Today, August 1, 2020, is Lammas, the Celtic festival of late summer, the ‘feast of bread’, time of harvest and of golden grain. Here in the UK, Lammas arrives just as we are emerging from our coronavirus lockdown. It’s hard to feel a personal sense of ‘harvest’ when most people’s lives have been on hold since the spring.
Confined to our homes, many people could throw themselves into tending their own gardens (if they had one), but most of us could not cultivate the symbolic gardens of our lives and work in the way that we wanted. Many have faced deep loss, the withering of seeds planted in the past which could not now come to fruition.
Despite the tragic times, the earth continues to dance to the sacred rhythms of sun and moon. The trees are full of fruit, the fields are full of grain. Although I too have had my share of sorrow and grief in recent months, today I feel moved by the season to look at what we can harvest from our experience of the coronavirus pandemic.
One of the gifts of the long months of lockdown was the way my own home became a protected container which could nurture new life. With my usual routine of work and travel on hold, and unexpectedly apart from my husband (he got stuck in Greece when the borders closed), I was alone and in one place for several months, which hadn’t happened for many years. I was able to finally finish writing my M.A. thesis on women’s ritual dances. I wrote, dreamed, and made collage. I slept a lot. These were some of the silver linings of my lockdown time.
On the collective level, many people found a stronger sense of community, and a new willingness to put up with some personal inconvenience in order to try to limit the spread of a deadly disease. This increased kindness and consideration for others, and a greater awareness of the ways we affect those around us, are a precious harvest indeed.
We’ve also seen more clearly how a healthy community depends on everyone speaking up for the good of all: we each have to act, not only to protect our own and others’ health, but also to protect our planet from catastrophic climate change; to protect our BAME / BIPOC brothers and sisters from the evils of systemic racism; to protect our public right to peaceful protest; to protect our democracy, judicial system, and the rule of law. All of these themes are intersectional, interlinked.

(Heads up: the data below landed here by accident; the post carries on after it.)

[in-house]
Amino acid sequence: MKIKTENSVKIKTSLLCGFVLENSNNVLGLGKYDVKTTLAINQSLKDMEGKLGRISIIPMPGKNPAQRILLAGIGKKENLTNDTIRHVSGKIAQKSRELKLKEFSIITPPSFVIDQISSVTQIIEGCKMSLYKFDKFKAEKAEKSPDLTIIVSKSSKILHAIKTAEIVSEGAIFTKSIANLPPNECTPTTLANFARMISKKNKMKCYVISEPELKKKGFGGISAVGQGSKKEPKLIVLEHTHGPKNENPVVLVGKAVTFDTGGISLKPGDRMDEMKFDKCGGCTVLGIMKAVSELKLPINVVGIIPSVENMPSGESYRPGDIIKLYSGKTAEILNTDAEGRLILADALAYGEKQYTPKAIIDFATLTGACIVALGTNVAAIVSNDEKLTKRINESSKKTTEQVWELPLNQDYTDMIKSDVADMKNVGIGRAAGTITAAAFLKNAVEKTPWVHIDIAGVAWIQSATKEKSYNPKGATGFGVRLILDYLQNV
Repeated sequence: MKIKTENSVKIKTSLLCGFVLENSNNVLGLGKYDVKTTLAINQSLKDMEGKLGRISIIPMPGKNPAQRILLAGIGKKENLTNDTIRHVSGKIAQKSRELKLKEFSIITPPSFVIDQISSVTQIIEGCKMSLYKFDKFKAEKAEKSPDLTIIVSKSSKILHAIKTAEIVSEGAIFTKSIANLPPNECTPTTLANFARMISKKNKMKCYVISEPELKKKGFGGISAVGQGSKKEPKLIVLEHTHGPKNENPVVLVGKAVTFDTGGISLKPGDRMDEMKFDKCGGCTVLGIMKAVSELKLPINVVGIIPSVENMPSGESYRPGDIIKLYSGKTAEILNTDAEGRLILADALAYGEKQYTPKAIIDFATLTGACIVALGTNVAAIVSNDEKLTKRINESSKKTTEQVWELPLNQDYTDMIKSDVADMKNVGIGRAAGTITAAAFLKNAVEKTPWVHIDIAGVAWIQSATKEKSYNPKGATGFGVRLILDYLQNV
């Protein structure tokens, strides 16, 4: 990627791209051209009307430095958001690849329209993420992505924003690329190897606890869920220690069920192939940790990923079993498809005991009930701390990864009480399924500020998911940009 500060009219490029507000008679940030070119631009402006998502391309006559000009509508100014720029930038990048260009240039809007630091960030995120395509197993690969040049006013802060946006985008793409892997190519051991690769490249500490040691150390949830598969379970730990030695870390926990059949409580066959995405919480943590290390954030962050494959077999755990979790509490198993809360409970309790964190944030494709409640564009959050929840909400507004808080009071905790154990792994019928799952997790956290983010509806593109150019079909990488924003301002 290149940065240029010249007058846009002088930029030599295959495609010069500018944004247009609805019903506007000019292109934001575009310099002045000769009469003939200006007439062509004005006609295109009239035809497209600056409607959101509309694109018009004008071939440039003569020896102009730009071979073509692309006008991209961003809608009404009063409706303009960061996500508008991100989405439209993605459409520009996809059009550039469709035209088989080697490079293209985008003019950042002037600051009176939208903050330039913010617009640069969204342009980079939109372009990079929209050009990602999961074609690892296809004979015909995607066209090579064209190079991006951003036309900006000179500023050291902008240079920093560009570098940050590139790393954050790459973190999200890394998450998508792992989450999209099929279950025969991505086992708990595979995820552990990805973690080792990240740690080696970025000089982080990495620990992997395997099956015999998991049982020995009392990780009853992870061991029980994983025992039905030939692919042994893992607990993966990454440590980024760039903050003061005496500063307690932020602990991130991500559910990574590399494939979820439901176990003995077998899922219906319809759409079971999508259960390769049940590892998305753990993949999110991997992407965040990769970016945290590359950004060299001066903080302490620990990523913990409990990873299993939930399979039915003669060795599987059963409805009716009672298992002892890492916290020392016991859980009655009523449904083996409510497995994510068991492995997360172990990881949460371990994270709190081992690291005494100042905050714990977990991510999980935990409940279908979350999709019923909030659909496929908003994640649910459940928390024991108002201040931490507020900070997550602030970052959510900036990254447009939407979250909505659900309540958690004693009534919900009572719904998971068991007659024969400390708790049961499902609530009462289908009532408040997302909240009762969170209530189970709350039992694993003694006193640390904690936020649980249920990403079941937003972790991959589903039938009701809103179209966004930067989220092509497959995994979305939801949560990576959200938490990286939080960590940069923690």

Care for the community (and all its human and non-human members) is a deep-rooted principle of feminist spirituality, as articulated by Carol P. Christ in her ‘Nine Touchstones of Goddess Spirituality‘ [FN] Every one of her guidelines – including ‘Nurture life’, ‘Think about the consequences of your actions for seven generations’, ‘Practice great generosity’ and ‘Repair the web’ – has at its heart the theme of protection.
In earlier blogs, I relate the Nine Touchstones to traditional women’s dances, and I want to make this link again here, because the image of an enclosed, protected space – monastery, harbour, castle, garden – appears so often in women’s dances, songs, and textiles. Circle dance itself embodies the very essence of safe and sacred space.
Dance songs about walled gardens depict a safe space in which to nurture life-giving fertility and creativity. Sometimes the healing herbs – basil, marjoram, and St John’s Wort – are in flowerpots, symbolic safe containers where the healing life force may grow. Images like these helped me see the lockdown as a sacred space in which to cultivate healing and life-giving ways of being.